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In a Sunday appearance on CBS News’ “Face the Nation,” Sen. Rand Paul (R-Ky.) said that he faced “a living hell” during his recovery from a November attack which was perpetrated by his neighbor outside of Paul’s Kentucky home.

“It was sort of a living hell for the first four or five weeks,” Paul said, as he shared details about his condition following the attack by Rene Boucher, his neighbor of 17 years.

“Couldn’t get out of bed without assistance,” Paul said. “Six broken ribs, damage to my lungs, two bouts of pneumonia.”

Paul added, “It was really a tough go of it, but each day I feel a little bit better. This last month I’ve been doing better.”

Due to his injuries, Paul was kept away from the Capitol for weeks.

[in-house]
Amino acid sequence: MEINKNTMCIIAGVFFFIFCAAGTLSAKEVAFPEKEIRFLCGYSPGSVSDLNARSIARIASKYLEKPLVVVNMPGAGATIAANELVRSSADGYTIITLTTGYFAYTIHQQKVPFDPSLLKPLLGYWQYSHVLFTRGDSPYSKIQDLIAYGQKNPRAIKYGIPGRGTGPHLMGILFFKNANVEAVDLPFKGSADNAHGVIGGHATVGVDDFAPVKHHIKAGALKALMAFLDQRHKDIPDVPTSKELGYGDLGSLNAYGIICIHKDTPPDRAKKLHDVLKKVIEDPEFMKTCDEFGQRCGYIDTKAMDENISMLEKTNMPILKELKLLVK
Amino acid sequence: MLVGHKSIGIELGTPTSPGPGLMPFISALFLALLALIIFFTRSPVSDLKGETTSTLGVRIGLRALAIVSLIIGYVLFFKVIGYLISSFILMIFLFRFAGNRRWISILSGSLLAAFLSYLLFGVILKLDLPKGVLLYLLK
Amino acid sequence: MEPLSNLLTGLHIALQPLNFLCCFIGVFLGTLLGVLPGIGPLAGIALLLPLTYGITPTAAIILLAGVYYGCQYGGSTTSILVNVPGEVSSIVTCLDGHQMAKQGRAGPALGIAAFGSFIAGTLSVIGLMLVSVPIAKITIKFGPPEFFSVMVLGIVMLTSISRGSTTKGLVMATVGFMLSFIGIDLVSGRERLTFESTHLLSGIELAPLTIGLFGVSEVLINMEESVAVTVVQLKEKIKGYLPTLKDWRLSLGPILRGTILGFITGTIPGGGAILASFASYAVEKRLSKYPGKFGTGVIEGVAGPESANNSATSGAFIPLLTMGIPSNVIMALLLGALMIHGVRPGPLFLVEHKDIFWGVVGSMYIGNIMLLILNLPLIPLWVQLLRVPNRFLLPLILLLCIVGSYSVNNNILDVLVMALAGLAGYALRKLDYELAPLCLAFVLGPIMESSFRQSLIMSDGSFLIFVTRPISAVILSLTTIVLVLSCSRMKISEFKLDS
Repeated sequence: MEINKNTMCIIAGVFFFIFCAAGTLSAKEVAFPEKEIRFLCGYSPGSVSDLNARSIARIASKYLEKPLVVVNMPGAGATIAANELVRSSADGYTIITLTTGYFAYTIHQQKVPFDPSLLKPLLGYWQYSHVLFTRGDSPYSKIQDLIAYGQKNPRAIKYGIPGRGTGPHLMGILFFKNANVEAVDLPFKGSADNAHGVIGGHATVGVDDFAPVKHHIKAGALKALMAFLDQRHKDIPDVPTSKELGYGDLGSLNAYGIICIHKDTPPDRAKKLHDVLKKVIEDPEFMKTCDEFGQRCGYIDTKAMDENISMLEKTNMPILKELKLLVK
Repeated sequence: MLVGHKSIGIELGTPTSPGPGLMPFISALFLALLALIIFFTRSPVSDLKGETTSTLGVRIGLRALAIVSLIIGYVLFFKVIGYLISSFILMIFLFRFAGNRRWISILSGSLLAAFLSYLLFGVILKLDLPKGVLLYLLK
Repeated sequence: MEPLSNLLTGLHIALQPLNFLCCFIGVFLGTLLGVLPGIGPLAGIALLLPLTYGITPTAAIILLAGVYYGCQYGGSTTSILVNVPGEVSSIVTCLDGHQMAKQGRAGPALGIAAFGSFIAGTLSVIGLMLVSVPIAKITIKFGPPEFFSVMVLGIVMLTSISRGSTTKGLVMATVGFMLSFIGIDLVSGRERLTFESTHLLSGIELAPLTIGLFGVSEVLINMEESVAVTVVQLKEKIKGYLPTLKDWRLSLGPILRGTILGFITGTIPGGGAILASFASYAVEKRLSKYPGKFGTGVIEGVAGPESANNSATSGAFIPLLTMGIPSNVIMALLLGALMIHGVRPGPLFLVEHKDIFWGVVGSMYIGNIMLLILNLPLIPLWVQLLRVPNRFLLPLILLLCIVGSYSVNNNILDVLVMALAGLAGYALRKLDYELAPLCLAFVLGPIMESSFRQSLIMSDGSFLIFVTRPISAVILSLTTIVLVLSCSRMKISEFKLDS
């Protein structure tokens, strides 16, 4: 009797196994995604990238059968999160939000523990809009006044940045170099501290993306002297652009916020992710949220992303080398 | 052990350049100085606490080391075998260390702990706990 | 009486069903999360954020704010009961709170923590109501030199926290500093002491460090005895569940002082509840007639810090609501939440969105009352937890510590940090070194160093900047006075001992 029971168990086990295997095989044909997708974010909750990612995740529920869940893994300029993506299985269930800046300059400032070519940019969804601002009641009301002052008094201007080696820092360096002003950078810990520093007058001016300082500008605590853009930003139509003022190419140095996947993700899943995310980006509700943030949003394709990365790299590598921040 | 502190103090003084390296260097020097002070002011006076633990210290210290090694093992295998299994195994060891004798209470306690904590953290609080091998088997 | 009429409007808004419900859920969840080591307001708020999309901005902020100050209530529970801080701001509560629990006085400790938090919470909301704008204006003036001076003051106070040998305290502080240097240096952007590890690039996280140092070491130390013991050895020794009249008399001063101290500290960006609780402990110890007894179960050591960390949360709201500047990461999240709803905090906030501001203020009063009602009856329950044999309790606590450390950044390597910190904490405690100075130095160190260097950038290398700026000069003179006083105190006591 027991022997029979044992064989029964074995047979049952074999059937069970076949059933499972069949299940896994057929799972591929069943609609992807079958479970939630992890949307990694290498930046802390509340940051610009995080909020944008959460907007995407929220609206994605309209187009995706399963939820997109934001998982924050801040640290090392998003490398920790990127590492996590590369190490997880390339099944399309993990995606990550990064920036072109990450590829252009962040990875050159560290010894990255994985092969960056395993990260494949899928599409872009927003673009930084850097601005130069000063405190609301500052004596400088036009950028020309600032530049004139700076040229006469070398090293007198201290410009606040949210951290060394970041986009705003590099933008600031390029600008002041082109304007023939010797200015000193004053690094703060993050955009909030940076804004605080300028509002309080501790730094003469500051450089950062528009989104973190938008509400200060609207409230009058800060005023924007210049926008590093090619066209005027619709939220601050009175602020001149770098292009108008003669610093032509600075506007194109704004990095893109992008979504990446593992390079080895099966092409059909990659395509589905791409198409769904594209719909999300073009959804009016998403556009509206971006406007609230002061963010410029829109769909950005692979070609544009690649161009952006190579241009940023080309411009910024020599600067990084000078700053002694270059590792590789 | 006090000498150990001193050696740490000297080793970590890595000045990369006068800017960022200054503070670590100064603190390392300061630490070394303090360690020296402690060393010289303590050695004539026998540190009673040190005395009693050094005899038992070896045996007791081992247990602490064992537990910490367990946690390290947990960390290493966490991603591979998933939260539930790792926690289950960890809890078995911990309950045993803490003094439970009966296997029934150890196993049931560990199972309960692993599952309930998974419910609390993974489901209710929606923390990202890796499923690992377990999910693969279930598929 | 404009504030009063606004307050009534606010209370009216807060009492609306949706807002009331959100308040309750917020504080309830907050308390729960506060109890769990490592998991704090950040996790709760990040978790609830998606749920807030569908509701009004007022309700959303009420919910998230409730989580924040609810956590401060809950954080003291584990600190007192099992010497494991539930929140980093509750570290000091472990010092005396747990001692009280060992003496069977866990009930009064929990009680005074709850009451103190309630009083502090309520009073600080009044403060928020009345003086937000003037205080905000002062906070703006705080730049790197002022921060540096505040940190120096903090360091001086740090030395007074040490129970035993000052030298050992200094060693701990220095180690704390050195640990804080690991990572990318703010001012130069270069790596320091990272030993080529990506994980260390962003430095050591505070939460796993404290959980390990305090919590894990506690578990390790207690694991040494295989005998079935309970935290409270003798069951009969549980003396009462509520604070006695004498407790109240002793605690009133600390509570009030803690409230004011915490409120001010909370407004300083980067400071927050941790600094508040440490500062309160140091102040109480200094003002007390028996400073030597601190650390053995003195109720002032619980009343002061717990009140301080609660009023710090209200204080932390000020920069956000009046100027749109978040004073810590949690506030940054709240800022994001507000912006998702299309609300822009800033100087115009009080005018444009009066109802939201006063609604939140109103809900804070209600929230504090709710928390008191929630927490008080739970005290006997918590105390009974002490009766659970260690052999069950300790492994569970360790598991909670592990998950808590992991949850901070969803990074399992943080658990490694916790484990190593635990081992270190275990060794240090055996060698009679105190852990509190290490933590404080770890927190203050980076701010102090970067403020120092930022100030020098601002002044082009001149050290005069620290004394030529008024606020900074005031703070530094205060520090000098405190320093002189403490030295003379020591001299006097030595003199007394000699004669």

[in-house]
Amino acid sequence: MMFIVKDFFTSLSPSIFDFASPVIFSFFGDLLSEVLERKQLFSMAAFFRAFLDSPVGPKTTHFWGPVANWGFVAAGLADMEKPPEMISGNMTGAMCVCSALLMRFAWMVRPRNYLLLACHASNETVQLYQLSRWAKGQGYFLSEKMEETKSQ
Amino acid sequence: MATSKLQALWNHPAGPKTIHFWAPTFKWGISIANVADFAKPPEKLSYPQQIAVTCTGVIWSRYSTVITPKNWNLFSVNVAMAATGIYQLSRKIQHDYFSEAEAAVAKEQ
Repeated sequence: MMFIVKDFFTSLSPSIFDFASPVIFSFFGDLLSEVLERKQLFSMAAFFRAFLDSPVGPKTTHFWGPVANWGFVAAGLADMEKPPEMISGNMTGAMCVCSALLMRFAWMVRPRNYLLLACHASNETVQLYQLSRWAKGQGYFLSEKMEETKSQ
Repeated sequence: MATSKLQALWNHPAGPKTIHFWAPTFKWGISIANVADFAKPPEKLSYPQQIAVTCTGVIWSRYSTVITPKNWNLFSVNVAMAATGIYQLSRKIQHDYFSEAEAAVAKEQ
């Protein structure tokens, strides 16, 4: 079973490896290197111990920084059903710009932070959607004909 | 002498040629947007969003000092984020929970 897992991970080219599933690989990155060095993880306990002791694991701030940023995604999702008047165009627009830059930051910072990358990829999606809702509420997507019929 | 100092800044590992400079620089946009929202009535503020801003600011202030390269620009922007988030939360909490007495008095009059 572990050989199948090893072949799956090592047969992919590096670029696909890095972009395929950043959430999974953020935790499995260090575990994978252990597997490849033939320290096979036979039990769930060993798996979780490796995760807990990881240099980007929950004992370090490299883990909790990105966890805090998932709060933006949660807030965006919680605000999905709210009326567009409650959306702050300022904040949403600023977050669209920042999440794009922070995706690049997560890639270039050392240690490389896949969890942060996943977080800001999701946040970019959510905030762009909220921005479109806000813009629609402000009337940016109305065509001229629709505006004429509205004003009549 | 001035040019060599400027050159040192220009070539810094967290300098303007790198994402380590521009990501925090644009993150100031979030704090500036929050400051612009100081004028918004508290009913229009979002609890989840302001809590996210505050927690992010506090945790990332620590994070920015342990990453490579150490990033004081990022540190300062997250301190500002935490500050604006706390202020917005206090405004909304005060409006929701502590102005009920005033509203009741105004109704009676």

Boucher pleaded not guilty to assaulting Paul.

During the interview, Paul addressed the increased concern for the safety and security of lawmakers, citing the June 2017 attack on the Republican’s congressional baseball team.

“My colleagues come up all the time, and they want to make sure that there is some kind of deterrent because people don’t want to think that it’s open season on our elected officials,” Paul said.

Paul was present during the attack by a gunman at a practice field outside of Washington, D.C., but was not among those injured.

“So yeah, I’ve been involved in violent attacks twice in the last year,” Paul said. “And so, we’re very aware of it.”

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